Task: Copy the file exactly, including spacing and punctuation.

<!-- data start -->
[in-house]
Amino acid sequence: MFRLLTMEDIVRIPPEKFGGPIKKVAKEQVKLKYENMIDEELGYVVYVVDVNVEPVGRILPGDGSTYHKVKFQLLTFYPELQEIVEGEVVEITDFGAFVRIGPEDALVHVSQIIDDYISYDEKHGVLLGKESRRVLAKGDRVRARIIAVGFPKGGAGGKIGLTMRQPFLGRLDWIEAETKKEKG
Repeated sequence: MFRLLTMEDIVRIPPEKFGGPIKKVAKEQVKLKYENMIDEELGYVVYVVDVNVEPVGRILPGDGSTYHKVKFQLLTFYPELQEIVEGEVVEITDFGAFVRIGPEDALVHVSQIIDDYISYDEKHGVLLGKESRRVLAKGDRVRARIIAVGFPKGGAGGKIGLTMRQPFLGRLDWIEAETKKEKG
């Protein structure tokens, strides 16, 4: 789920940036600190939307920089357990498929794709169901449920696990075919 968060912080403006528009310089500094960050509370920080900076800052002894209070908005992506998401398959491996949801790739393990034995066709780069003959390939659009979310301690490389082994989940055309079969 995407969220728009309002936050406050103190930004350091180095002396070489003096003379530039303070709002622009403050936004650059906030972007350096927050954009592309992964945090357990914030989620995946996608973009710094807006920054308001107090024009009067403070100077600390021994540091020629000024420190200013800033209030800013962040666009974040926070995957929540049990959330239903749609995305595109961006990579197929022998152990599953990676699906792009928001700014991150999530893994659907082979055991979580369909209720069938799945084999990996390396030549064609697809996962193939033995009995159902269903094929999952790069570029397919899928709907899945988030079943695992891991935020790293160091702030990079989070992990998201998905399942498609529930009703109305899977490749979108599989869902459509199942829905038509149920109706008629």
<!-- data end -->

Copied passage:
[in-house]
Amino acid sequence: MFRLLTMEDIVRIPPEKFGGPIKKVAKEQVKLKYENMIDEELGYVVYVVDVNVEPVGRILPGDGSTYHKVKFQLLTFYPELQEIVEGEVVEITDFGAFVRIGPEDALVHVSQIIDDYISYDEKHGVLLGKESRRVLAKGDRVRARIIAVGFPKGGAGGKIGLTMRQPFLGRLDWIEAETKKEKG
Repeated sequence: MFRLLTMEDIVRIPPEKFGGPIKKVAKEQVKLKYENMIDEELGYVVYVVDVNVEPVGRILPGDGSTYHKVKFQLLTFYPELQEIVEGEVVEITDFGAFVRIGPEDALVHVSQIIDDYISYDEKHGVLLGKESRRVLAKGDRVRARIIAVGFPKGGAGGKIGLTMRQPFLGRLDWIEAETKKEKG
């Protein structure tokens, strides 16, 4: 789920940036600190939307920089357990498929794709169901449920696990075919 968060912080403006528009310089500094960050509370920080900076800052002894209070908005992506998401398959491996949801790739393990034995066709780069003959390939659009979310301690490389082994989940055309079969 995407969220728009309002936050406050103190930004350091180095002396070489003096003379530039303070709002622009403050936004650059906030972007350096927050954009592309992964945090357990914030989620995946996608973009710094807006920054308001107090024009009067403070100077600390021994540091020629000024420190200013800033209030800013962040666009974040926070995957929540049990959330239903749609995305595109961006990579197929022998152990599953990676699906792009928001700014991150999530893994659907082979055991979580369909209720069938799945084999990996390396030549064609697809996962193939033995009995159902269903094929999952790069570029397919899928709907899945988030079943695992891991935020790293160091702030990079989070992990998201998905399942498609529930009703109305899977490749979108599989869902459509199942829905038509149920109706008629």